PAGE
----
“Are you driving that movable house?” asked the South African border guard. I don’t think they see too many motorhomes at the Sani Pass……
Overview: 4.5 days, 712 km
We’d heard of the Drakensberg before arriving and we’d seen part of the Drakensberg escarpment further north when we did the Panorama Route, but good introductory information about the Drakensberg proper was hard to come by online. Basically, it’s a string of camps, all run by our old friends KZN Wildlife, from which you can do hikes on the South African side of the escarpment.
We arrived at Royal Natal National Park (run by KZN Wildlife, not SANParks, despite the name) on Monday lunchtime. Our plan was to spend two nights here and do the Tugela Gorge walk on Tuesday. There’s a lot of conflicting information online, so I resolved to make enquiries at the park office when checking in. In particular, I’d figured out that there were three river crossings involved and that this might not be possible if the river was too high (it had put down 4cm of rain on our last night in Dundee alone, so I had flagged this as a possible issue). The park ranger nearly fell over laughing. Oh no, he informed me, the river is dry. So no waterfall? No, no waterfall.
Now, the whole point of the Tugela gorge hike is to get to the bottom of Tugela Falls, which is the second highest waterfall in the world (depending how you count etc etc). Hmmmmm. In the end, we decided to do a short wander to Sunday Falls on Monday afternoon (as you do, luckily the falls were still operating on the “wrong” day) then stitch together the walks to Gudu Falls and Tiger Falls on Monday.
The camp site here was lovely (and pretty empty):
Tiger Falls was a disappointment in comparison, though the fresh water crabs in the pool at the bottom were cute:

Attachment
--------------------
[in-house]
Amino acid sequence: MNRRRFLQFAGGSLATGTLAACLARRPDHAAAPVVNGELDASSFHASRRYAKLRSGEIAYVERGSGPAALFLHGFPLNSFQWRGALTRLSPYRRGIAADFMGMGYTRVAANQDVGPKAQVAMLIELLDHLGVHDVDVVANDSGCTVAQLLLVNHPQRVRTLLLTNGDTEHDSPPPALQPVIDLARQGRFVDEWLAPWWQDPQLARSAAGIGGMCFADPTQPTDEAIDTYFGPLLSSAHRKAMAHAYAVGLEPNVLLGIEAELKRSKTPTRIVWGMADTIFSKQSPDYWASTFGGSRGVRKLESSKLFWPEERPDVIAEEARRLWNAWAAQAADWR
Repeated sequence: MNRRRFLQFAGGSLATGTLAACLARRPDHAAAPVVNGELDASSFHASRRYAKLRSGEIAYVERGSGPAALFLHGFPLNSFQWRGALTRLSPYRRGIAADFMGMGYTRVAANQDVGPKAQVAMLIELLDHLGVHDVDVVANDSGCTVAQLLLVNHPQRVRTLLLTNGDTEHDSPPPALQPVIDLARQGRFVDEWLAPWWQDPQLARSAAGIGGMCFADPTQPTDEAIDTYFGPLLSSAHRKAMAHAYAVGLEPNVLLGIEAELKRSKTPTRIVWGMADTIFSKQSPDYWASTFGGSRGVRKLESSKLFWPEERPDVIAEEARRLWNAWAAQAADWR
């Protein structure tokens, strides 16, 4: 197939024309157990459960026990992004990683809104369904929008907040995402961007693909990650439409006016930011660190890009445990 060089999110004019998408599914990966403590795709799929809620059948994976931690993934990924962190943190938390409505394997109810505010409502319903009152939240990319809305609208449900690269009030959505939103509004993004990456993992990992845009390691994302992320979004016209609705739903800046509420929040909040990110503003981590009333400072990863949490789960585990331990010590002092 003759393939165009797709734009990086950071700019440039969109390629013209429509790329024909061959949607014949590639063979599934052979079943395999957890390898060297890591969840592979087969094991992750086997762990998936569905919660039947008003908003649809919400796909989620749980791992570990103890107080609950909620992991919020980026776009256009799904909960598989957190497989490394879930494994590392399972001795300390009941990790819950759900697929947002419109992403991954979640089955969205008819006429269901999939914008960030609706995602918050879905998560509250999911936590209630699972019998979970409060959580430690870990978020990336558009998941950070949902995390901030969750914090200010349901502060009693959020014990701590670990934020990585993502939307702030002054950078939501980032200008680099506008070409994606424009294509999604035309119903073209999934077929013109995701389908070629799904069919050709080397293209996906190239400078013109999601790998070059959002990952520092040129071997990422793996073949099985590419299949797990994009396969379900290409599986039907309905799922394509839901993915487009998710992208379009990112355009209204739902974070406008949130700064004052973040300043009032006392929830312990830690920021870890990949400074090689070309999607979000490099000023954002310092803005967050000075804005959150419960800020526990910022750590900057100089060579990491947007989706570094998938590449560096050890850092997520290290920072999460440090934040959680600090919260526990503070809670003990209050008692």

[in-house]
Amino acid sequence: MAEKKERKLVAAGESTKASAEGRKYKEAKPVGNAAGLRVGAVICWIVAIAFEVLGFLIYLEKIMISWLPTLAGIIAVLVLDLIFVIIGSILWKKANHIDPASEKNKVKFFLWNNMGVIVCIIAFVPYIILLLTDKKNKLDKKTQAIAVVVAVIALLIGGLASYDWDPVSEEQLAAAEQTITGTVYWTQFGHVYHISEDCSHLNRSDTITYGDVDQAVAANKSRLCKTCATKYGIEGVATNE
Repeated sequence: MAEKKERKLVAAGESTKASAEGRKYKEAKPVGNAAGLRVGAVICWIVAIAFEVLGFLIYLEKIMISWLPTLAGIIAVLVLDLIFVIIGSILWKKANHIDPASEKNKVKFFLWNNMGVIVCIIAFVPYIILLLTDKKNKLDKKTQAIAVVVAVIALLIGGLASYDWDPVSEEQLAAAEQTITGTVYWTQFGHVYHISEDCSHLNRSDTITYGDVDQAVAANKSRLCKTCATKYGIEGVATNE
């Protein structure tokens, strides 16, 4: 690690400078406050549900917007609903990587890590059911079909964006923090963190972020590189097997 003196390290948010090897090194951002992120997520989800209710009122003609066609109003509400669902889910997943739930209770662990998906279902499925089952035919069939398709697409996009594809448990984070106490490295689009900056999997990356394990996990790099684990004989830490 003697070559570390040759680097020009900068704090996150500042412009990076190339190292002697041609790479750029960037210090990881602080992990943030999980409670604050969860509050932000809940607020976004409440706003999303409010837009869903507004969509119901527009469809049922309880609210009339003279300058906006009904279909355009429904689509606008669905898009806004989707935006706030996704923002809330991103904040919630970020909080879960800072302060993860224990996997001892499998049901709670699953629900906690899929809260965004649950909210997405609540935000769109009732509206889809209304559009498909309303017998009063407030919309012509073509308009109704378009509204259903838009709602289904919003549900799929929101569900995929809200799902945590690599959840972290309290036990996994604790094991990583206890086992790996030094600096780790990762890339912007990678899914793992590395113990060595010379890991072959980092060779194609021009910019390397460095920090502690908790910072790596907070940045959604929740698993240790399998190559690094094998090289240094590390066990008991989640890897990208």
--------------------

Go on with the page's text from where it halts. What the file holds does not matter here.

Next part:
Overall, we enjoyed Royal Natal National Park, though you wouldn’t want to spend more than a couple of days here (three at most if doing the gorge walk as well).
To get from one part of Drakensberg to the next involves quite a drive – out to the east, then south, then back west again. We skipped Cathedral Peak but stopped off at Giant’s Castle at lunchtime on Wednesday. There was a bit of an issue with a baboon trying to vault through an open window, but luckily Mark was sitting just inside and saw him off….
There’s rock art at Giant’s Castle, and more rock art further down the road at Kamberg, but we just didn’t have time to stop to see it. The next camp site we could find was much further south at Cobham, and in a country where you can’t just wild camp, the distance to the next camp site can seriously curtail your tourism opportunities!
Wednesday night was quite misty, but thankfully, the mist was clearing fast when we got up on Thursday…
This was good news indeed, as Thursday was Sani Pass day…. Mark says that he’s wanted to do the Sani Pass for years, and it was certainly mentioned very early in our South Africa trip planning…. Basically, it’s a very rough, very steep road up a pass between South Africa and Lesotho:
The choice of scale on the diagram may exaggerate matters somewhat, but I did read that the gradient reaches 1 in 3 in places…..
We’d heard lots of stories about the Sani Pass over the last few weeks as fellow campers had asked us our plans. One had told Mark that the whole thing had been tarred (you can imagine Mark’s disappointment). Another commented “you’ll never get up it in THAT” (meaning the NAVI-SOK). Another camper said “you’ll be absolutely fine in THAT”. You do get a lot of opinions on camp sites and you have to sort out the credible from the not so credible….